Jan 29, 2015
By Leaps and Bounds

The latest research into non-contact ACL injuries has greatly improved our understanding of why they occur–and more importantly, how they can be prevented.

By R.J. Anderson

R.J. Anderson is an Assistant Editor at Training & Conditioning. He can be reached at: [email protected].

For every female athlete playing competitive sports, it lurks. As they lace up their cleats or their high-tops, they know today could be the day that the dreaded ACL tear catches up with them. If not today, then tomorrow–or the day after that–any day.

The past decade has seen great strides in discovering why female athletes succumb to non-contact ACL injuries approximately five times more often than males. While we don’t have all the answers yet, we know various factors, from hormones to muscular imbalances, affect female athletes differently than their male counterparts.

But increased knowledge is little consolation to the thousands of athletes who suffer ACL injuries every year, thus raising the million-dollar question: Can we reduce the risk? The most recent research in this field says, yes, in fact we can. Some groundbreaking work on assessing who is at greatest risk and a team-centered strengthening program are both proving successful for female athletes. As a result, there’s new hope that female athletes can soon replace fear of the dreaded ACL injury with confidence and peace of mind.


It’s not yet fully understood why females tear their ACLs much more frequently than males. Some research shows that hormonal balance may play a role. There are also theories that structural differences are to blame. But one thing seems very clear: There are strength imbalances in many females that make them more susceptible to ACL tears than males.

Some of the most recent research in this area was published in the October-December 2007 issue of the Journal of Athletic Training by Tim Hewett, PhD, Director of the Sports Medicine Biodynamics Center at Cincinnati Children’s Hospital and Professor at the University of Cincinnati College of Medicine. He suggests the difference in injury rates may be directly related to the way boys and girls emerge from puberty.

“We’ve done some meta-analysis of the literature and it’s fairly apparent that before puberty, there’s no disparity in knee injury risk between males and females, but once they hit puberty, there is,” says Hewett, who has authored over 100 studies on non- contact ACL tears in females. “During both boys’ and girls’ growth spurts, the tibia and the femur–the largest bones in the body, which act as long levers and create a lot of torque at the knee–get longer. Meanwhile, the body’s center of mass is pushed upward, making it harder for the elongated levers to exert control. Soon after puberty, boys get a neuromuscular power spurt by developing bigger gluteus and hamstring muscles, which give them the horsepower to better control those levers. Girls, on the other hand, tend to be very front dominant, and develop more in their quadriceps and less in their glutes and hamstrings.”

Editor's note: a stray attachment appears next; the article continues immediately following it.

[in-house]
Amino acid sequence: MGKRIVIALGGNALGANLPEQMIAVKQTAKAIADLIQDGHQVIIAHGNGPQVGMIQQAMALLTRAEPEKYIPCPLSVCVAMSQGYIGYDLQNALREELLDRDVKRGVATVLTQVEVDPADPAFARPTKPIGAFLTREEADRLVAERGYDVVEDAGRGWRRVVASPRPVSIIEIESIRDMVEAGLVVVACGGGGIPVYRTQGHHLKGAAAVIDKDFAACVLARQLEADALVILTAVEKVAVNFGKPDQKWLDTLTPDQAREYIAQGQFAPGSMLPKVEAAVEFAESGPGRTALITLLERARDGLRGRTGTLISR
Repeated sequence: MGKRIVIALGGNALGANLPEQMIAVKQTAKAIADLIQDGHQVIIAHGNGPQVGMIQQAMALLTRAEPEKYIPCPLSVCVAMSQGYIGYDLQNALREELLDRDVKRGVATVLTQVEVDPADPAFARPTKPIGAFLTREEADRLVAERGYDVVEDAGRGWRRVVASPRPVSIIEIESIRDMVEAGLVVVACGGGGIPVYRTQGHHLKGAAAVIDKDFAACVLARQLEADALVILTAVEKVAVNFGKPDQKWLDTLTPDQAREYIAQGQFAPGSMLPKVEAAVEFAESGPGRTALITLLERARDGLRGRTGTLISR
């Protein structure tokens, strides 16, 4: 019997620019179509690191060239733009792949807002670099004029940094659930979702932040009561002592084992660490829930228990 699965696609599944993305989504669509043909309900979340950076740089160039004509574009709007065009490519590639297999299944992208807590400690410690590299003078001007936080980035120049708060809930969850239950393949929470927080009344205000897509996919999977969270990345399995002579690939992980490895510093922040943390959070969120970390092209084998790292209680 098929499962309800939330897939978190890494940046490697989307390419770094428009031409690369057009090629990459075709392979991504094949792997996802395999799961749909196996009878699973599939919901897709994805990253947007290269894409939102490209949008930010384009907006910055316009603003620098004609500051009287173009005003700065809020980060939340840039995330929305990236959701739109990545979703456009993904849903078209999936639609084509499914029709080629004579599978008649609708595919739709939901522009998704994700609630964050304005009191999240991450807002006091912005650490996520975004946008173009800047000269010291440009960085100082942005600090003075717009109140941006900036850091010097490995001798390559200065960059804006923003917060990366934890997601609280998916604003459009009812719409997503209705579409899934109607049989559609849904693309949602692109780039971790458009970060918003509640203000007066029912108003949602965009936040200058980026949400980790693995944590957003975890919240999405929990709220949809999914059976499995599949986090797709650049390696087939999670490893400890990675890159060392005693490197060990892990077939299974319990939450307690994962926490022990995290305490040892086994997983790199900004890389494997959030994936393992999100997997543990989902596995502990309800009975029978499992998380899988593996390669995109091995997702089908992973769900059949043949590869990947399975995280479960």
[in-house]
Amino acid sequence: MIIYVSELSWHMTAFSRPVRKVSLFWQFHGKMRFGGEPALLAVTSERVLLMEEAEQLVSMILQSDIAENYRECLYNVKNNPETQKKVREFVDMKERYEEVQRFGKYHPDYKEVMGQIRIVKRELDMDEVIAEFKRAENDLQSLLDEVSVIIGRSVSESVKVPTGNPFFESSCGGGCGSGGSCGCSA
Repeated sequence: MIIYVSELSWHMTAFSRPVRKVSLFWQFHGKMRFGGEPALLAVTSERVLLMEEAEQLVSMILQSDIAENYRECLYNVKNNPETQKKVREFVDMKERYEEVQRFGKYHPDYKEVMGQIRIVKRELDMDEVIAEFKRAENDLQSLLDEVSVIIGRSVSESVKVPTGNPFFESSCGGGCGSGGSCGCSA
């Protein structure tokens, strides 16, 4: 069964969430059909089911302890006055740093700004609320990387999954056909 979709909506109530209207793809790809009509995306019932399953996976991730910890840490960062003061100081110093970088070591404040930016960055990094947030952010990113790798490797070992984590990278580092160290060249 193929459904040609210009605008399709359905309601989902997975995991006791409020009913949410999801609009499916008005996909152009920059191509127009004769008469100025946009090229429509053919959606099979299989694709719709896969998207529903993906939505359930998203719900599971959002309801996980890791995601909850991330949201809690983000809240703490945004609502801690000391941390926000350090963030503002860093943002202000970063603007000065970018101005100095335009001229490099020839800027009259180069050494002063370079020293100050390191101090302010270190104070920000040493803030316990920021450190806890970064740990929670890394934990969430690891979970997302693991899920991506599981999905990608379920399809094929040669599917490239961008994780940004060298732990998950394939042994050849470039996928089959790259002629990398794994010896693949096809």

With the above research as a backdrop, Hewett is now focused on finding some of the exact muscular and neuromuscular problems that lead to ACL weakness. Supported by a $3 million grant from the National Institutes of Health, he has collected data on more than 2,000 female athletes in grades nine through 12 from Boone County, Ky., and says he has seen those same problems show up repeatedly during cross-sectional and longitudinal studies of this population.

Hewett’s lab contains a battery of testing stations that resembles a factory assembly line. Stations record biomechanical and neuromuscular measures such as joint laxity and muscle flexibility; height, weight, body mass index, and body fat; power and vertical jump; hamstring and quadriceps strength; hip abductor and adductor strength; and movement mechanics during landing and cutting.

He has found that the tests can effectively identify athletes who are at risk for non-contact ACL injury by assessing factors such as knee abduction, torque and motion, and trunk forward motion and control. “One way we do this is by observing and measuring vertical jump,” Hewett says. “Landing creates relatively high ground reaction forces, which lead to torque at the knee joint. When the knee is in a compromised position during landing, there is an elevated injury risk.”

Hewett says his research has identified four major deficiencies that, when targeted and improved, can decrease an athlete’s risk of sustaining a non-contact ACL tear:

Ligament dominance. When “ligament-dominant” athletes strike the ground during landing or cutting, the ground reaction forces dictate the directional movement of their knees. “Because they’re not muscle-dominant and the muscles aren’t adequately controlling that joint, the ground forces their knee into an inward collapsed position,” Hewett says.